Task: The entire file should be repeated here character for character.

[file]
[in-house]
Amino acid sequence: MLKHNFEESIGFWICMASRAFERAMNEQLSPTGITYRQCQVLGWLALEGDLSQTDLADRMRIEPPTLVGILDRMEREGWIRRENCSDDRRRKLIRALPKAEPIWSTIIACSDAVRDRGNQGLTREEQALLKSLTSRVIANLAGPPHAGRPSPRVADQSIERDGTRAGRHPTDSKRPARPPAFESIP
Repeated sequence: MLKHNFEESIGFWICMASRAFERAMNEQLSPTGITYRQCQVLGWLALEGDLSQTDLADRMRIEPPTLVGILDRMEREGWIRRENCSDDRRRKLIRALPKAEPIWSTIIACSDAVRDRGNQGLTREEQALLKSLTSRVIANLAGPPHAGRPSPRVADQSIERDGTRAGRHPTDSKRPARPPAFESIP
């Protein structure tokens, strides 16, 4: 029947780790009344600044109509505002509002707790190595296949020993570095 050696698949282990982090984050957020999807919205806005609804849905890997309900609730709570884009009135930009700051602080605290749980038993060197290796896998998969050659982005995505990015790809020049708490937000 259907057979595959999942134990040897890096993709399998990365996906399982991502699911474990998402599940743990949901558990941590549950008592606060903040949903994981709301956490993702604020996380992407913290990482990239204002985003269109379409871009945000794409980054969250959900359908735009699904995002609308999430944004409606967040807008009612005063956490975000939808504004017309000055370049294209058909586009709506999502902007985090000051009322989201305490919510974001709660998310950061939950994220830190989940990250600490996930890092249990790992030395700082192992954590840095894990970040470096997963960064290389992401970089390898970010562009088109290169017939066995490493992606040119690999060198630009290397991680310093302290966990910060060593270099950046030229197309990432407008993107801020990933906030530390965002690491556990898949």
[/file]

[in-house]
Amino acid sequence: MLKHNFEESIGFWICMASRAFERAMNEQLSPTGITYRQCQVLGWLALEGDLSQTDLADRMRIEPPTLVGILDRMEREGWIRRENCSDDRRRKLIRALPKAEPIWSTIIACSDAVRDRGNQGLTREEQALLKSLTSRVIANLAGPPHAGRPSPRVADQSIERDGTRAGRHPTDSKRPARPPAFESIP
Repeated sequence: MLKHNFEESIGFWICMASRAFERAMNEQLSPTGITYRQCQVLGWLALEGDLSQTDLADRMRIEPPTLVGILDRMEREGWIRRENCSDDRRRKLIRALPKAEPIWSTIIACSDAVRDRGNQGLTREEQALLKSLTSRVIANLAGPPHAGRPSPRVADQSIERDGTRAGRHPTDSKRPARPPAFESIP
């Protein structure tokens, strides 16, 4: 029947780790009344600044109509505002509002707790190595296949020993570095 050696698949282990982090984050957020999807919205806005609804849905890997309900609730709570884009009135930009700051602080605290749980038993060197290796896998998969050659982005995505990015790809020049708490937000 259907057979595959999942134990040897890096993709399998990365996906399982991502699911474990998402599940743990949901558990941590549950008592606060903040949903994981709301956490993702604020996380992407913290990482990239204002985003269109379409871009945000794409980054969250959900359908735009699904995002609308999430944004409606967040807008009612005063956490975000939808504004017309000055370049294209058909586009709506999502902007985090000051009322989201305490919510974001709660998310950061939950994220830190989940990250600490996930890092249990790992030395700082192992954590840095894990970040470096997963960064290389992401970089390898970010562009088109290169017939066995490493992606040119690999060198630009290397991680310093302290966990910060060593270099950046030229197309990432407008993107801020990933906030530390965002690491556990898949």